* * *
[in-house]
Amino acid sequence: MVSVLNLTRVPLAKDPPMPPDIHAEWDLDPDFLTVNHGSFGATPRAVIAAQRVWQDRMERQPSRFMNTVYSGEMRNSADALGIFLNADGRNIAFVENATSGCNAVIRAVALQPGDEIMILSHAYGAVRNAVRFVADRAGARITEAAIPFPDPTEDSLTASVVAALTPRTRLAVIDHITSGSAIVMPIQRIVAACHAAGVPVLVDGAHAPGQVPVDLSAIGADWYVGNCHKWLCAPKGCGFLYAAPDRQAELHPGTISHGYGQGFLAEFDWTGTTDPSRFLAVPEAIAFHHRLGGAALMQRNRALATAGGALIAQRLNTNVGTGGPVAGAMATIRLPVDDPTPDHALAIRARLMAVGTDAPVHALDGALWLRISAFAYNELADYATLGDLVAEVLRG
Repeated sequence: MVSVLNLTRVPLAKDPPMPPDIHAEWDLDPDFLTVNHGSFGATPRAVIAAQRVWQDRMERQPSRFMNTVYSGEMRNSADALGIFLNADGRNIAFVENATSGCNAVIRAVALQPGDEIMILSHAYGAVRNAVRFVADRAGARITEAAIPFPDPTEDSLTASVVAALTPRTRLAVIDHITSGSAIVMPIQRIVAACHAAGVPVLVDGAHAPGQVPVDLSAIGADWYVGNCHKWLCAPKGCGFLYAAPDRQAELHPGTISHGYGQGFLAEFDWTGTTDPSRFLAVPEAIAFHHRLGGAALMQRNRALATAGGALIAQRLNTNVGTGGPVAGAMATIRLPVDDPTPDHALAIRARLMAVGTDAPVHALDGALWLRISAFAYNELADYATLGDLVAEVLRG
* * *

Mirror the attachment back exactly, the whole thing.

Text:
[in-house]
Amino acid sequence: MVSVLNLTRVPLAKDPPMPPDIHAEWDLDPDFLTVNHGSFGATPRAVIAAQRVWQDRMERQPSRFMNTVYSGEMRNSADALGIFLNADGRNIAFVENATSGCNAVIRAVALQPGDEIMILSHAYGAVRNAVRFVADRAGARITEAAIPFPDPTEDSLTASVVAALTPRTRLAVIDHITSGSAIVMPIQRIVAACHAAGVPVLVDGAHAPGQVPVDLSAIGADWYVGNCHKWLCAPKGCGFLYAAPDRQAELHPGTISHGYGQGFLAEFDWTGTTDPSRFLAVPEAIAFHHRLGGAALMQRNRALATAGGALIAQRLNTNVGTGGPVAGAMATIRLPVDDPTPDHALAIRARLMAVGTDAPVHALDGALWLRISAFAYNELADYATLGDLVAEVLRG
Repeated sequence: MVSVLNLTRVPLAKDPPMPPDIHAEWDLDPDFLTVNHGSFGATPRAVIAAQRVWQDRMERQPSRFMNTVYSGEMRNSADALGIFLNADGRNIAFVENATSGCNAVIRAVALQPGDEIMILSHAYGAVRNAVRFVADRAGARITEAAIPFPDPTEDSLTASVVAALTPRTRLAVIDHITSGSAIVMPIQRIVAACHAAGVPVLVDGAHAPGQVPVDLSAIGADWYVGNCHKWLCAPKGCGFLYAAPDRQAELHPGTISHGYGQGFLAEFDWTGTTDPSRFLAVPEAIAFHHRLGGAALMQRNRALATAGGALIAQRLNTNVGTGGPVAGAMATIRLPVDDPTPDHALAIRARLMAVGTDAPVHALDGALWLRISAFAYNELADYATLGDLVAEVLRG